Mentions: Before endosymbiosis, an ancient eukaryotic cell with a nucleus and mitochondria should have some, but not so highly complicated light-responsive regulation of gene expression because it was unnecessary to respond to the light environment as a non-photosynthetic organism. Conversely, cyanobacteria, which require oxygenic photosynthesis for their survival, should have a set of photosensory and photoregulatory mechanisms. Just after endosymbiosis, during the early stages of chloroplast evolution, light-responsive gene expression derived from cyanobacteria must have been completed inside the chloroplast (symbiont), and the regulation of nuclear gene expression should have been irrespective of the light conditions. However, mutual coordination of various cellular parameters, including metabolic fluxes, must have become crucial between the chloroplast and the host cell (Figure 2). In addition, gene transfer from the chloroplast to the nuclear genome has gradually occurred. Therefore, in a later phase of chloroplast evolution, light signals should have become transmitted into the nucleus to establish light-responsive coordinated gene expression as a photosynthetic eukaryote. During the subsequent evolution, plant-type photoreceptors and light signaling pathways were likely established.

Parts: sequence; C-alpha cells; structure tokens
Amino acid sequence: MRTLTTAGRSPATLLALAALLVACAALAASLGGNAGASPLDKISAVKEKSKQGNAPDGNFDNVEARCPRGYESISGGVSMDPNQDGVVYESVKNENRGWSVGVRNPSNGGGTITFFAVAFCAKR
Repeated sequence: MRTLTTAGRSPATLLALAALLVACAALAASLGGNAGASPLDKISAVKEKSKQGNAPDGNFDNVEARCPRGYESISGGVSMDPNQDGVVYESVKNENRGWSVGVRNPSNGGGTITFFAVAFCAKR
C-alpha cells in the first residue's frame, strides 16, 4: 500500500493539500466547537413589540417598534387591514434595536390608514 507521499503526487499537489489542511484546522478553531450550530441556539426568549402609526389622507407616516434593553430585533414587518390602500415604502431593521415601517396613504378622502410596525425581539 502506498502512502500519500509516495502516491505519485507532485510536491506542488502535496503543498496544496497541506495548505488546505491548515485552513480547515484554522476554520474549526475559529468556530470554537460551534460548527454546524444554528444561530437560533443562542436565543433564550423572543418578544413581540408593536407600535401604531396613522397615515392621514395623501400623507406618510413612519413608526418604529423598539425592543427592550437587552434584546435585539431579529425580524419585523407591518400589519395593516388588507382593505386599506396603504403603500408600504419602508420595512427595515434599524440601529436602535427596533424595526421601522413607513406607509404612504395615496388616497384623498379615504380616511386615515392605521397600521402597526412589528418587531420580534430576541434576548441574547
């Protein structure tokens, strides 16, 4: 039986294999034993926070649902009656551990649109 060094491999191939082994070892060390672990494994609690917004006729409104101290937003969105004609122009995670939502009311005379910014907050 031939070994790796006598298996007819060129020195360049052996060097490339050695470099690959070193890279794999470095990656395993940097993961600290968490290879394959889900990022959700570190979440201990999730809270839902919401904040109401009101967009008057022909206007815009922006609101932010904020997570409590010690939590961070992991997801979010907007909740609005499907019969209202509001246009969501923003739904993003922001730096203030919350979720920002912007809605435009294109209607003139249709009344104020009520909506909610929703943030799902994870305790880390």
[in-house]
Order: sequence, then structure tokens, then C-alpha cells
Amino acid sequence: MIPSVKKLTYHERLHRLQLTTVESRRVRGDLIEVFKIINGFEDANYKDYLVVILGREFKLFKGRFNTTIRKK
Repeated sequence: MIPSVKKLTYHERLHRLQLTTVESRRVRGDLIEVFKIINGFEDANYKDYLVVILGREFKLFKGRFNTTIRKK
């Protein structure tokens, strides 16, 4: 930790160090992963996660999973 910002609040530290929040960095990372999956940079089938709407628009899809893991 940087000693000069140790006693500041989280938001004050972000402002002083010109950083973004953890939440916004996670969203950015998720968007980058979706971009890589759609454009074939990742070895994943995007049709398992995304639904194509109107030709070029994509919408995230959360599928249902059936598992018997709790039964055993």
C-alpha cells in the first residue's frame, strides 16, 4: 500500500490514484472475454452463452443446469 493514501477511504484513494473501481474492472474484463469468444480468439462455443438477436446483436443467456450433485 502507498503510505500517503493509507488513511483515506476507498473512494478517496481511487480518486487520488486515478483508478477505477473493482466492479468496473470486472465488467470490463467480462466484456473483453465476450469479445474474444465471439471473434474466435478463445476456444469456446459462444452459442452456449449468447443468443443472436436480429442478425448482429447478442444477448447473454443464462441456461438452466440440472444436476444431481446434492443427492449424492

The early days of plastid retrograde signaling with respect to replication and transcription.

Tanaka K, Hanaoka M - Front Plant Sci (2013)

Evolution of the chloroplast retrograde signal for nuclear transcriptional regulation. After endosymbiosis, the chloroplast performed photosynthesis, generating photosynthetic metabolites as well as reactive oxygen species (ROS). The ability to sense and respond to these compounds in the cytoplasm should have been present even prior to the gene transfer event, and thus the nucleus was likely able to cope with them without any specific evolution (A). After the gene transfer event from the chloroplast to the nucleus, the location of the gene and its function differentiated. To modulate the function and amount of the gene product properly, the cell evolved a regulatory loop through a specific retrograde signaling pathway (B).
© Copyright Policy - open-access
Related In: Results  -  Collection

License
Show All Figures
getmorefigures.php?uid=PMC3539659&req=5

Figure 2: Evolution of the chloroplast retrograde signal for nuclear transcriptional regulation. After endosymbiosis, the chloroplast performed photosynthesis, generating photosynthetic metabolites as well as reactive oxygen species (ROS). The ability to sense and respond to these compounds in the cytoplasm should have been present even prior to the gene transfer event, and thus the nucleus was likely able to cope with them without any specific evolution (A). After the gene transfer event from the chloroplast to the nucleus, the location of the gene and its function differentiated. To modulate the function and amount of the gene product properly, the cell evolved a regulatory loop through a specific retrograde signaling pathway (B).